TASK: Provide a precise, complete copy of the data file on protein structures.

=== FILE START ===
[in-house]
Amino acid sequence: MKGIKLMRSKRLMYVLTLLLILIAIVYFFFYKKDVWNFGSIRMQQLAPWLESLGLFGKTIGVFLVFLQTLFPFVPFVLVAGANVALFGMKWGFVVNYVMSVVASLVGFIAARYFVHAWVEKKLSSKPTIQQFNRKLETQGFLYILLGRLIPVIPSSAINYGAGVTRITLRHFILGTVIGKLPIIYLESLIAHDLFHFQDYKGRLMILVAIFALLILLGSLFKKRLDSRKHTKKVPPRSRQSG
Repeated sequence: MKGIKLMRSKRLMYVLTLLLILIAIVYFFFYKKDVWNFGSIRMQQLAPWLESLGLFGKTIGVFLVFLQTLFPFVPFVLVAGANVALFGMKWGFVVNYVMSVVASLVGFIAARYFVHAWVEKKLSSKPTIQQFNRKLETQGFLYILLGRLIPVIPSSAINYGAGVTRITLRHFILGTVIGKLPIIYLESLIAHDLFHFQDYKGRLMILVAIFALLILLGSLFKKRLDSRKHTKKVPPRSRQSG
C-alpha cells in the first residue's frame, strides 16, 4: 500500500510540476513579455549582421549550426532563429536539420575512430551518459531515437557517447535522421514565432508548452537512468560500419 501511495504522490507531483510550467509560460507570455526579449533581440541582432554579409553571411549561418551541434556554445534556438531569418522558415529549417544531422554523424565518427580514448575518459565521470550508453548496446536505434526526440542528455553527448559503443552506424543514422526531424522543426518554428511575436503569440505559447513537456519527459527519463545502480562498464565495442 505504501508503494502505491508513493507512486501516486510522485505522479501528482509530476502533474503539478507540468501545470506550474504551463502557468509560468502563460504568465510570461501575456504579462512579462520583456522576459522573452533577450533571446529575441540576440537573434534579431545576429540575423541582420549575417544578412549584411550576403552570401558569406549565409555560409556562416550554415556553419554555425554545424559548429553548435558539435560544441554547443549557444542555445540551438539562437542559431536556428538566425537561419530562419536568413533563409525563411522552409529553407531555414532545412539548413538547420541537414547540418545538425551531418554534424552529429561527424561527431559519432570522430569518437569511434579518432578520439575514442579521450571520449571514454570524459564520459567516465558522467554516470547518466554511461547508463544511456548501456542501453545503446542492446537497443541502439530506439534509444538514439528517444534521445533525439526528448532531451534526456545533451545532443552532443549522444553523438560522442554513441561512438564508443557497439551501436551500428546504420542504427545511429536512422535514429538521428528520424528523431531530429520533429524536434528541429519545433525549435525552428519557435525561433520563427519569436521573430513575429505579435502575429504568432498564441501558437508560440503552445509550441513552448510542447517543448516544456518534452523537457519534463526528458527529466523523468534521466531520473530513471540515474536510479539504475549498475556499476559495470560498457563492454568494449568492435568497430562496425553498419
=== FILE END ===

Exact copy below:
[in-house]
Amino acid sequence: MKGIKLMRSKRLMYVLTLLLILIAIVYFFFYKKDVWNFGSIRMQQLAPWLESLGLFGKTIGVFLVFLQTLFPFVPFVLVAGANVALFGMKWGFVVNYVMSVVASLVGFIAARYFVHAWVEKKLSSKPTIQQFNRKLETQGFLYILLGRLIPVIPSSAINYGAGVTRITLRHFILGTVIGKLPIIYLESLIAHDLFHFQDYKGRLMILVAIFALLILLGSLFKKRLDSRKHTKKVPPRSRQSG
Repeated sequence: MKGIKLMRSKRLMYVLTLLLILIAIVYFFFYKKDVWNFGSIRMQQLAPWLESLGLFGKTIGVFLVFLQTLFPFVPFVLVAGANVALFGMKWGFVVNYVMSVVASLVGFIAARYFVHAWVEKKLSSKPTIQQFNRKLETQGFLYILLGRLIPVIPSSAINYGAGVTRITLRHFILGTVIGKLPIIYLESLIAHDLFHFQDYKGRLMILVAIFALLILLGSLFKKRLDSRKHTKKVPPRSRQSG
C-alpha cells in the first residue's frame, strides 16, 4: 500500500510540476513579455549582421549550426532563429536539420575512430551518459531515437557517447535522421514565432508548452537512468560500419 501511495504522490507531483510550467509560460507570455526579449533581440541582432554579409553571411549561418551541434556554445534556438531569418522558415529549417544531422554523424565518427580514448575518459565521470550508453548496446536505434526526440542528455553527448559503443552506424543514422526531424522543426518554428511575436503569440505559447513537456519527459527519463545502480562498464565495442 505504501508503494502505491508513493507512486501516486510522485505522479501528482509530476502533474503539478507540468501545470506550474504551463502557468509560468502563460504568465510570461501575456504579462512579462520583456522576459522573452533577450533571446529575441540576440537573434534579431545576429540575423541582420549575417544578412549584411550576403552570401558569406549565409555560409556562416550554415556553419554555425554545424559548429553548435558539435560544441554547443549557444542555445540551438539562437542559431536556428538566425537561419530562419536568413533563409525563411522552409529553407531555414532545412539548413538547420541537414547540418545538425551531418554534424552529429561527424561527431559519432570522430569518437569511434579518432578520439575514442579521450571520449571514454570524459564520459567516465558522467554516470547518466554511461547508463544511456548501456542501453545503446542492446537497443541502439530506439534509444538514439528517444534521445533525439526528448532531451534526456545533451545532443552532443549522444553523438560522442554513441561512438564508443557497439551501436551500428546504420542504427545511429536512422535514429538521428528520424528523431531530429520533429524536434528541429519545433525549435525552428519557435525561433520563427519569436521573430513575429505579435502575429504568432498564441501558437508560440503552445509550441513552448510542447517543448516544456518534452523537457519534463526528458527529466523523468534521466531520473530513471540515474536510479539504475549498475556499476559495470560498457563492454568494449568492435568497430562496425553498419